Henrietta Henry never did find the suburban paradise she sought 10 years ago when she fled the District of Columbia. Despite the jobs she found, the high school diploma she earned, and the small, semi-detached house she bought in Riverdale, she knows her family is becoming the sort that makes social workers cringe.

They are in danger of joining the flotsam of the low-income, inner-Beltway Prince George's neighborhoods. Two of Henry's three daughters, Tawanda Scott, 18, and Lucille Scott, 19, are single mothers who never finished high school. They live at home, unable to afford the child care that would allow them to hold full-time jobs or continue their education. The youngest, Artice, is 6.

The father of Tawanda's 15-month-old girl, LaToya, has disappeared. The father of Lalita, Lucille's 21-month-old baby, is in Prince George's County Detention Center. Henry, 36, has been unable to work, or to care for her two granddaughters, because of injuries to both knees suffered in an automobile accident last year.

Lucille works part time in a department store and Tawanda is working toward her high school Graduate Equivalency Diploma. But both are strapped by the high cost of baby-sitting, and the more hours they work, the more they must pay for child care.

"They've got the right ideas, they just need a start," Henry said. But when their efforts bring no result, she added, "it's kind of hard to tell my children to keep on working."

Henry's biggest fear is that her daughters, like Lalita's father, will turn to crime. She said it is ironic that if they went to jail they could get job training and a high school education, while their babies would be cared for by the state.

It is to people such as the Scott sisters that "Project Independence," a new job program announced last week by County Executive Lawrence J. Hogan, offers a glimmer of hope. Under a pilot program, 50 of the estimated 930 single parents in Prince George's who are in situations similar to that of the Scotts will receive 18 months of intensive counseling and job training financed through the Comprehensive Employment Training Act (CETA). They will be offered housing, food stamps, child care, transportation and other services. And when they complete training, they will be aided in finding private-sector jobs.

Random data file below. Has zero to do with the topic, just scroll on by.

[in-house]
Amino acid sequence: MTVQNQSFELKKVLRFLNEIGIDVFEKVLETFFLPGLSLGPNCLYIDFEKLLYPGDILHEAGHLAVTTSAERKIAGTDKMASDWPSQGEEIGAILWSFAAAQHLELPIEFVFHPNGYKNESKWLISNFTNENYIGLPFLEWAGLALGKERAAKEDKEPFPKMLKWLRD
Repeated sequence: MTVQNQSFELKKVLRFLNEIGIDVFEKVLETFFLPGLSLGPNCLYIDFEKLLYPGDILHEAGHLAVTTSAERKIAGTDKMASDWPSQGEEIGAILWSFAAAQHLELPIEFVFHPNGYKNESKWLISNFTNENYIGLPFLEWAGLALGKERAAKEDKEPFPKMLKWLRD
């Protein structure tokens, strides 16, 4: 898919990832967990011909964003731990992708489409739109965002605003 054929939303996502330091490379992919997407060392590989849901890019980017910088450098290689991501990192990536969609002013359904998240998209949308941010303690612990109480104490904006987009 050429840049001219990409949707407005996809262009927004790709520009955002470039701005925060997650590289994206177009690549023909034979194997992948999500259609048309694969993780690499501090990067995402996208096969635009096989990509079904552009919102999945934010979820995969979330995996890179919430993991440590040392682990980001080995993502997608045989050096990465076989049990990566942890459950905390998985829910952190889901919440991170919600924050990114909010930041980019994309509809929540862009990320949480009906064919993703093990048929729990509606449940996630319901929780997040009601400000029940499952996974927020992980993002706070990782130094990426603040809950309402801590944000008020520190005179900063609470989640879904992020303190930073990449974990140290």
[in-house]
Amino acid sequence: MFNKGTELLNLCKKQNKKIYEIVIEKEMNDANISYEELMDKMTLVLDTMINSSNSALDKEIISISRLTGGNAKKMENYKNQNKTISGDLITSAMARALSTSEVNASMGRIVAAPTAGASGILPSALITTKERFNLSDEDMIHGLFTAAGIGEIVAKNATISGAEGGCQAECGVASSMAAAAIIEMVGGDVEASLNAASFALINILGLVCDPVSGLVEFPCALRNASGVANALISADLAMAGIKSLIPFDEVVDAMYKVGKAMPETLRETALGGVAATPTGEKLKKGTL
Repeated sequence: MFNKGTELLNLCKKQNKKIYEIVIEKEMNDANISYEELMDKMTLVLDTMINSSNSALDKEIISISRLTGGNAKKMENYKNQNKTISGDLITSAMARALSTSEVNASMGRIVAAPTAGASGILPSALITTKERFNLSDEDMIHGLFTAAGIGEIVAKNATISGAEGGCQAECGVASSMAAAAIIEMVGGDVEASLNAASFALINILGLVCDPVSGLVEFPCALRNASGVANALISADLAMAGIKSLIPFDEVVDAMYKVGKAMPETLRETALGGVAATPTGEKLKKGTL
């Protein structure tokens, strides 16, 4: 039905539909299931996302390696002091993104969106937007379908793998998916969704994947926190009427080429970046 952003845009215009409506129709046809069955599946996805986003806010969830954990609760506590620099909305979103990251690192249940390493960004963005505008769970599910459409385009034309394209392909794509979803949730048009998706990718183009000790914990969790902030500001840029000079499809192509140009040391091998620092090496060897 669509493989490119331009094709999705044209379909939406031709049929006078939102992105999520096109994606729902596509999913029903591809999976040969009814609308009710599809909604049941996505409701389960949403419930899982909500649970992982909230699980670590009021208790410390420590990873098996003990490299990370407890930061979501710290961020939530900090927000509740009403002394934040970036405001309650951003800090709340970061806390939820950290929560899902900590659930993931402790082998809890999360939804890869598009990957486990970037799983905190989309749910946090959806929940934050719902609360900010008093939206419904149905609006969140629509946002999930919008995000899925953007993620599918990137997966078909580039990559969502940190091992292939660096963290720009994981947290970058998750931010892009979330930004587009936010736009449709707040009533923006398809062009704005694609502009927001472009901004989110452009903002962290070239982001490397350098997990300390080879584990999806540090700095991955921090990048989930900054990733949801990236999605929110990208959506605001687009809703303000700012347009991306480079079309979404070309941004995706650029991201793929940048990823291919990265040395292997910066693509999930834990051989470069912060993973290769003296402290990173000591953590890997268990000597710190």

Good luck seems constantly to have avoided Lucille and Tawanda Scott, and they said they are skeptical that Project Independence will produce results. But when they received the application forms two weeks ago, they filled them out and returned them the same day. They have not learned whether they have been accepted for the program.

Although most of the services are already available, they are uncoordinated and inadequate, say officals of the county Department of Social Services. Spokeswoman Kitty Hueper calls the project "the fulfillment of our fondest dreams." People like the Scott sisters, without training and education, are probably more in need than any other welfare recipients in the county, says Hueper.

Lucille Scott, who earns $3.45 an hour, says, "By the time I pay the baby-sitter seven dollars a day I have nothing left over." Two weeks ago, for instance, she received $45 and spent $25 on baby-sitting.

Tawanda Scott is studying for a high school diploma with the 70001 Work and Learning Center, a privately run national program sponsored in Prince George's by the Private Industry Council. She pays $24 a week for baby-sitting out of the $211 a month she receives from the Aid For Families with Dependent Children welfare program.

Emma Banks, coordinator of day care for the Department of Social Services, said about 110 parents are on waiting lists for subsidized child care.

Lucille left school in the 10th grade when she learned she was pregnant. She had just turned 17. After living for a short time with Lalita's father, Kenneth Jenkins, she returned home.

"Kenny did his best; he stuck with me all the way. He was there at the hospital when I was delivering," said Lucille. That's more than most men will do, she says, and she is grateful. Henry is very fond of Jenkins and calls him her godson.

A few months after Lalita was born, Lucille took a GED course but failed the final exam. She then took a Red Cross course and qualified as a nurse's assistant, but says wherever she applied for jobs she was told she needed a year's experience.

A brief job as a sales clerk ended after the Christmas rush. After a long job search, Lucille found the part-time job she now holds, at Montgomery Ward in the Capital Plaza in Landover, in March.